Five Lessons Learnt from our first Gottwood Festival: Review
With Gottwood festival entering its 9th edition, we thought it was about time we got the Exposed lowdown, so we sent Ben Slater to experience the idyllic Welsh festival first hand. He left with 5 worthy lessons worth learning.
It dawned on us early on Thursday morning as we sat in a train carriage jammed packed full of twenty-somethings and festival weathered backpacks that Gottwood would be about more than music. Immediately we felt out of place. A sea of bleached blonde highlights, baggy trousers and platform shoes greeted us at Holyhead Station. It was almost as if we had taken the train back to a time when Destiny’s Child and Atomic Kitten were still in their prime. We obviously didn’t get the 2000s-cum-Groovy Chick aesthetic memo. A scenic taxi journey though the beautiful local surroundings to the festival site with two seasoned Gottwood goers confirmed our suspicions. Unlike the vast majority of the 5000 other attendees, we were the new kids and would have to learn the lessons already picked up through trial and error by Gottwood’s committed crowd for the eight years previous.Lesson 1: The real Gottwood starts at 7pm and finishes at 4am. As night falls, Gottwood starts to make more sense. A crowd seemingly preoccupied by everything else that the festival has to offer, aside from the music, dissipate in tandem with the endless barrage of disco edits which kept them going through the day. We learnt this on the Friday after uninspiring sets from the likes of Jive Talk and Percolate’s Krywald & Farrer were well remedied by Mr Scruff, DMX Krew and Andrew Weatherall as the day progressed.
Lesson 2: The lawn is your friend, and it’s not unacceptable to spend upwards of two hours there per day. Two days of dancing had already taken its toll on us by the time Saturday came around. We joined the bulk of Gottwood goers lifelessly splayed out on the lawn overlooking the lake in the middle of the festival site. The Stamp the Wax crew provided a first-class soundtrack to cure our hangovers.
Lesson 3: Trust the stage takeovers and avoid the headliners, you might surprise yourself. We moved from one musical institution takeover to another as Brotherhood Soundsystem took to the blissfully sweaty Barn stage for a welcome rest from the four to the floor flavour of the weekend. One of the standout sets of the festival came from Leeds based Tami and Luce who provided the weighty bass – well crafted breaks we carved.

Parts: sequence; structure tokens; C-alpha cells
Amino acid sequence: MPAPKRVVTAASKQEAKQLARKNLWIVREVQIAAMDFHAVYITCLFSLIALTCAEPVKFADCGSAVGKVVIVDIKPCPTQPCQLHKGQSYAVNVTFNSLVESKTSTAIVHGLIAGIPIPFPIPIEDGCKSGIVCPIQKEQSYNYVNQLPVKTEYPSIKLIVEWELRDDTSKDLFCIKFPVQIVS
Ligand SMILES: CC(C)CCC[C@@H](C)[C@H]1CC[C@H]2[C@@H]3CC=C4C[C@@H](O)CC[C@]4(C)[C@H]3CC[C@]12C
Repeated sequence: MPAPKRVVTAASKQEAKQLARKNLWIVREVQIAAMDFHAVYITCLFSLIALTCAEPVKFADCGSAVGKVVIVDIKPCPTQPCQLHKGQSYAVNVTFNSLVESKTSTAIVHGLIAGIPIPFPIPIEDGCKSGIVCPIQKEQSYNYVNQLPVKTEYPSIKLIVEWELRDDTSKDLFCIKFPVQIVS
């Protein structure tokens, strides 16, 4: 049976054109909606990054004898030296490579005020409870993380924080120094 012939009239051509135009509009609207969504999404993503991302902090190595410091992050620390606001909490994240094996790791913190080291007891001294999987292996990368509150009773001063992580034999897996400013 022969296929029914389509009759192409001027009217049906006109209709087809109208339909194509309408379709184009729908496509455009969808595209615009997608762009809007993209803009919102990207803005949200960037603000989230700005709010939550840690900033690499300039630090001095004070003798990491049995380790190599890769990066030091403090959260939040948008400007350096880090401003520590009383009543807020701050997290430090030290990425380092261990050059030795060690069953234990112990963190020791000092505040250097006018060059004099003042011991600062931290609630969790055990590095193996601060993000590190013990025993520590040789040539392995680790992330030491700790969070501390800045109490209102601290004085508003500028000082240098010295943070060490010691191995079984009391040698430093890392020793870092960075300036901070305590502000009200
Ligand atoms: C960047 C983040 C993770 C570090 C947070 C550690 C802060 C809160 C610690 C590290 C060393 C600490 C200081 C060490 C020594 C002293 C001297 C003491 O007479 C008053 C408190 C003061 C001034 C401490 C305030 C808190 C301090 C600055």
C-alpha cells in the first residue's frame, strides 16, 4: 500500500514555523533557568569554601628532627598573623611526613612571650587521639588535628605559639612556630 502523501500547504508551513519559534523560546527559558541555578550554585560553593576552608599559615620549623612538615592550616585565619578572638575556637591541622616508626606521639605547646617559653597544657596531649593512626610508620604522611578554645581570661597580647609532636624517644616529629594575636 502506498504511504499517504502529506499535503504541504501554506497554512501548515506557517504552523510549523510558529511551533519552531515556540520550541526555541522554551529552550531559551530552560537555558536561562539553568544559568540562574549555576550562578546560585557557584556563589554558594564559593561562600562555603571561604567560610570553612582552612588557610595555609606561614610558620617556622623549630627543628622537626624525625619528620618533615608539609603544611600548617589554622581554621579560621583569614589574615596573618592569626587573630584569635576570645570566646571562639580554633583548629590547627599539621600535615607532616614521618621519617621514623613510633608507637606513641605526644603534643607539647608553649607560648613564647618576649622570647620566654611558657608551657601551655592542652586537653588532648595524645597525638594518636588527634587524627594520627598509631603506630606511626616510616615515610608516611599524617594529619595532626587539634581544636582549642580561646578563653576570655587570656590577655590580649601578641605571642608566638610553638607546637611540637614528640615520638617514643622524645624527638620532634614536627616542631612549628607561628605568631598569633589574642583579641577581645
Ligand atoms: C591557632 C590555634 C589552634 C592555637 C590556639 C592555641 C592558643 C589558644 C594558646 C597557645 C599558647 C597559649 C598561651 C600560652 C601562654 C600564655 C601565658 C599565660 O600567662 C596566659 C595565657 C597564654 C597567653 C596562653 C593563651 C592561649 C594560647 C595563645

Lesson 4: Make sure you attend the festival with a Gottwood veteran. It was more clear than ever by Sunday that the we may have learnt the sacred Gottwood lessons a little too late. We lacked the inside knowledge of a Gottwood pro. Rhythm Section’s head honcho Bradley Zero and Buifman raised spirits however with a set at The Curve stage that was sluggish in all the right ways. Little to no isolation of the turntables however, soured what would have been flawless sets from Willow and San Proper. The ever constant record skips and ground hum were picked up by the majority of the crowd.
Lesson 5: For the love of god go to the beach. Much like the lawn, the beach is your friend. Take a mini-rig and some snacks down the beautiful coastline that is just a ten-minute walk away from the campsite. We found ourselves there most mornings, nursing a packet of Oreos and a sore head in a welcome break from the festival which was a little too much at times.If you were to ask me if I enjoyed Gottwood this year, you would probably be met with an indifferent reaction. The reaction of a man uneasy in the knowledge that the only sizeable problem with the festival, was probably him. Having learnt the sacred lessons of Gottwood, I feel more than ready to return as a somewhat seasoned attendee and experience the festival in its full glory as it celebrates its tenth year.
Gottwood Festival will return next year for its tenth edition. Early birds are now sold out.